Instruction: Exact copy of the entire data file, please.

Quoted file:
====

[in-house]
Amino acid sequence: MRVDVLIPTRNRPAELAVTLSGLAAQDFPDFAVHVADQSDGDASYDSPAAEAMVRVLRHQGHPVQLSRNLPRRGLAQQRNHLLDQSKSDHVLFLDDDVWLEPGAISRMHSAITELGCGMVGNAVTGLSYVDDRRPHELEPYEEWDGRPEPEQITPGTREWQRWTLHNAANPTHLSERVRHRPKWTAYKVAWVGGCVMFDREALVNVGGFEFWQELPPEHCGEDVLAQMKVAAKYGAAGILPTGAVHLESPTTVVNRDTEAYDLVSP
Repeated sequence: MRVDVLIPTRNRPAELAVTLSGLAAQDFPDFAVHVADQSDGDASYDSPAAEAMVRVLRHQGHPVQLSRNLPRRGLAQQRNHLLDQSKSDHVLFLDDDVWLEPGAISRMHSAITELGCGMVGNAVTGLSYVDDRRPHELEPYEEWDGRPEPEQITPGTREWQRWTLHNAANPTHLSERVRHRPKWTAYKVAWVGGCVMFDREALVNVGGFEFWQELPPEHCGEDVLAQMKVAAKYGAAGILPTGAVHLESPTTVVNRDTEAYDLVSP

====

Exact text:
[in-house]
Amino acid sequence: MRVDVLIPTRNRPAELAVTLSGLAAQDFPDFAVHVADQSDGDASYDSPAAEAMVRVLRHQGHPVQLSRNLPRRGLAQQRNHLLDQSKSDHVLFLDDDVWLEPGAISRMHSAITELGCGMVGNAVTGLSYVDDRRPHELEPYEEWDGRPEPEQITPGTREWQRWTLHNAANPTHLSERVRHRPKWTAYKVAWVGGCVMFDREALVNVGGFEFWQELPPEHCGEDVLAQMKVAAKYGAAGILPTGAVHLESPTTVVNRDTEAYDLVSP
Repeated sequence: MRVDVLIPTRNRPAELAVTLSGLAAQDFPDFAVHVADQSDGDASYDSPAAEAMVRVLRHQGHPVQLSRNLPRRGLAQQRNHLLDQSKSDHVLFLDDDVWLEPGAISRMHSAITELGCGMVGNAVTGLSYVDDRRPHELEPYEEWDGRPEPEQITPGTREWQRWTLHNAANPTHLSERVRHRPKWTAYKVAWVGGCVMFDREALVNVGGFEFWQELPPEHCGEDVLAQMKVAAKYGAAGILPTGAVHLESPTTVVNRDTEAYDLVSP